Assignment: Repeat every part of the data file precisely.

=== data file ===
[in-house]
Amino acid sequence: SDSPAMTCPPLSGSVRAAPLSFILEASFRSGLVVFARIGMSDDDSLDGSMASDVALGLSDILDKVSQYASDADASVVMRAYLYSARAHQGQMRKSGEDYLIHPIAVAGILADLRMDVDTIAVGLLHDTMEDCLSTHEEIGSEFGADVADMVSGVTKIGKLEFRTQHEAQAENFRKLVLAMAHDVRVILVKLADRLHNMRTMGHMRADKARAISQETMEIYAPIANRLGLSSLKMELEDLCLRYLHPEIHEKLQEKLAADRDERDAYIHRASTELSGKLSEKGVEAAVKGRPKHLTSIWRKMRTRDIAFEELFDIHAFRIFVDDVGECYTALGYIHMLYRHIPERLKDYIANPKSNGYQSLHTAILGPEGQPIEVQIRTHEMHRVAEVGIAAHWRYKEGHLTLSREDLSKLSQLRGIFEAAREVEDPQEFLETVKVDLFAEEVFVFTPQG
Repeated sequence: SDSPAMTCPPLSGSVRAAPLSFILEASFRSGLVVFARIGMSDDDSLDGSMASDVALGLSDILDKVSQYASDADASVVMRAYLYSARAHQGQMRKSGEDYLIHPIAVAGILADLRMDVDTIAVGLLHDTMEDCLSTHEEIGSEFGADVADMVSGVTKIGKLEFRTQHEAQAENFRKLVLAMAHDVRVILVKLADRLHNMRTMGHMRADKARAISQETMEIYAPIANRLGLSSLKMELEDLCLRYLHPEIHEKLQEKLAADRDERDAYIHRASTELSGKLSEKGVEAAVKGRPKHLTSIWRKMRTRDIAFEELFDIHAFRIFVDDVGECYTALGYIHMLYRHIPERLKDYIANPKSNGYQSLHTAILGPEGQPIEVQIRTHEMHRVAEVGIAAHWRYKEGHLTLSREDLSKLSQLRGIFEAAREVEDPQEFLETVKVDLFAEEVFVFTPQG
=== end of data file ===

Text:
[in-house]
Amino acid sequence: SDSPAMTCPPLSGSVRAAPLSFILEASFRSGLVVFARIGMSDDDSLDGSMASDVALGLSDILDKVSQYASDADASVVMRAYLYSARAHQGQMRKSGEDYLIHPIAVAGILADLRMDVDTIAVGLLHDTMEDCLSTHEEIGSEFGADVADMVSGVTKIGKLEFRTQHEAQAENFRKLVLAMAHDVRVILVKLADRLHNMRTMGHMRADKARAISQETMEIYAPIANRLGLSSLKMELEDLCLRYLHPEIHEKLQEKLAADRDERDAYIHRASTELSGKLSEKGVEAAVKGRPKHLTSIWRKMRTRDIAFEELFDIHAFRIFVDDVGECYTALGYIHMLYRHIPERLKDYIANPKSNGYQSLHTAILGPEGQPIEVQIRTHEMHRVAEVGIAAHWRYKEGHLTLSREDLSKLSQLRGIFEAAREVEDPQEFLETVKVDLFAEEVFVFTPQG
Repeated sequence: SDSPAMTCPPLSGSVRAAPLSFILEASFRSGLVVFARIGMSDDDSLDGSMASDVALGLSDILDKVSQYASDADASVVMRAYLYSARAHQGQMRKSGEDYLIHPIAVAGILADLRMDVDTIAVGLLHDTMEDCLSTHEEIGSEFGADVADMVSGVTKIGKLEFRTQHEAQAENFRKLVLAMAHDVRVILVKLADRLHNMRTMGHMRADKARAISQETMEIYAPIANRLGLSSLKMELEDLCLRYLHPEIHEKLQEKLAADRDERDAYIHRASTELSGKLSEKGVEAAVKGRPKHLTSIWRKMRTRDIAFEELFDIHAFRIFVDDVGECYTALGYIHMLYRHIPERLKDYIANPKSNGYQSLHTAILGPEGQPIEVQIRTHEMHRVAEVGIAAHWRYKEGHLTLSREDLSKLSQLRGIFEAAREVEDPQEFLETVKVDLFAEEVFVFTPQG